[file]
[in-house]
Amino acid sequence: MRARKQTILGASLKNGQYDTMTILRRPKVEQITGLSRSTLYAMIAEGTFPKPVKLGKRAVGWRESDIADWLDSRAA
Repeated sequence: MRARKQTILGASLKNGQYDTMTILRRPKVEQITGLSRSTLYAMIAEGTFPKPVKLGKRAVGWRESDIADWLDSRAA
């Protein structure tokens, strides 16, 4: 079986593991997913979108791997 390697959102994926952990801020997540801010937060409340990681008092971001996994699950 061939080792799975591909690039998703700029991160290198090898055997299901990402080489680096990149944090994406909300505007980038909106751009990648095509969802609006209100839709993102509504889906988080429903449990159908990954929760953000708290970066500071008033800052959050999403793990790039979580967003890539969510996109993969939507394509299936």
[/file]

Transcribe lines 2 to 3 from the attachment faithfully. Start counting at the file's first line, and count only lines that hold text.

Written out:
Amino acid sequence: MRARKQTILGASLKNGQYDTMTILRRPKVEQITGLSRSTLYAMIAEGTFPKPVKLGKRAVGWRESDIADWLDSRAA
Repeated sequence: MRARKQTILGASLKNGQYDTMTILRRPKVEQITGLSRSTLYAMIAEGTFPKPVKLGKRAVGWRESDIADWLDSRAA